I didn’t write a review for an album that I played a small part in:
With ‘Dial’Godfrey at the height of his powers – a mature songwriter who really knows how to put together a good record. If you want rocky guitars, it’s here. If you want extended prog rock structures, you get them too. If you want synths and electronic drums you get those. Above all you get songs that really pay you back for multiple close listens. I’ve heard the album about five times and am still discovering new details.
Is it good? I’m biased of course, but yes I think it’s fantastic.
“Name in a File” combines tunefulness with the odd slant that Tom is known for and good at. It makes for a great one-two punch to start the album out. “Flow My Tears, The Policeman Said” reminds me a little of Tim Bowness for some reason. Given that I love what Bowness has been up to, that’s a good thing. “Even Then We’re Scared” feels like the quirky Tom Slatter that I have come to know and fear
My favorite tracks are “Happy People” for being just a great song, “Satellites” for its addictive chorus, “Fire Flower Heart” for its classy and poetic soul, and “Set Light to the Sky” for its gleefully dark premise. Other great offerings would be the electronically laced instrumental “Tracking Signals” and the sweet guitars of “All of the Dark”. Honestly, now that I think about it, that last one might be my favorite.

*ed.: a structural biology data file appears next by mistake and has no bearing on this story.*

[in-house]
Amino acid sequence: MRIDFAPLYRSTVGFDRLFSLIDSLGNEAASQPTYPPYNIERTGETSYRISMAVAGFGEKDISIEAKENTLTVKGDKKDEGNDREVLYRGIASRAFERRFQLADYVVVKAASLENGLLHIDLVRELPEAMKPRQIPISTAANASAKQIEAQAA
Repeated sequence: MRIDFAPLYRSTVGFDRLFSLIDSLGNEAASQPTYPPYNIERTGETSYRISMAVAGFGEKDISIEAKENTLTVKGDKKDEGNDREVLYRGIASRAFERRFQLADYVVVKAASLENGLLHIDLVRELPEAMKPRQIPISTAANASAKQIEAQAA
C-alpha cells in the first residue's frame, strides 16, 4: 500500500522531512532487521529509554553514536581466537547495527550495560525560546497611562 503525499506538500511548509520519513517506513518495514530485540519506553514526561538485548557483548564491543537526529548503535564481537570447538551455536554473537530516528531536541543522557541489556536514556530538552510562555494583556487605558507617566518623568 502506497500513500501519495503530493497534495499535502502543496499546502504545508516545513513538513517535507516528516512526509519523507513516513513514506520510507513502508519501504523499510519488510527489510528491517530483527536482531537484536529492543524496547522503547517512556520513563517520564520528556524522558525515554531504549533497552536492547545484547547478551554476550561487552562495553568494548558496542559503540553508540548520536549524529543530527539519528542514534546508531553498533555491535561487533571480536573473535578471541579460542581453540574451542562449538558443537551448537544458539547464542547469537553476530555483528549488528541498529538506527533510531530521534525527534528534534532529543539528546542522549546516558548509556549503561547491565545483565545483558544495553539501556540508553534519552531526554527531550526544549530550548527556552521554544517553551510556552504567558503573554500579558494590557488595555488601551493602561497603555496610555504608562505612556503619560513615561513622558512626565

Tom has probably made the best album that I have personally heard from him. It’s consistent, melodic, psychedelic, and well written. This could very well be the album that really breaks Tom into the vast, lucrative world of progressive rock. I think David over at BEM should maybe keep him around for a couple more albums.
Both very postive reviews, which is great. Like all artists I am incredibly vain and want to hear only praise. Two 8/10 reviews will do nicely.
Incidentally it is interesting to note that where the reviews have mentioned what they think are influences, they’re way off. 60’s music? The Beach Boys? Nothing wrong with those things but I’ve never really listened to anything from the 60s to be honest.
Anyway, two down. Let’s hope any more that turn up are equally as flattering.
Tom Slatter’s music can be hard to get into, but he knows his influences of stories and influential backgrounds very well. As I’ve mentioned on the final composition, I can imagine Rod Serling has given the torch to Tom Slatter and for him by writing his own stories to capture and staying true to the late 1950s TV series of The Twilight Zone. What I hope that Slatter does, maybe in the future, is to make a Graphic Novel of the complete story and along with the music telling everything from start to finish.
I would love to make a graphic novel of the Seven Bells John story! Anyone know any comic book artists who work for free.
What I love about this review is that it mentions lots of ‘influences’ I didn’t know I had. I better get listening to them right away…
The closing title track, begins as a Rhodes lullaby for the first 28 seconds before going into the style of Camille Saint-Saens heavy inspirations of the Danse Macabre in the sinister waltz time signature and not to mention the string section, keeps the tension going in this jazzy-classical-rock sound. And it is really terrifying and menacing, but the lyrics that Tom wrote are staggering and mind-boggling.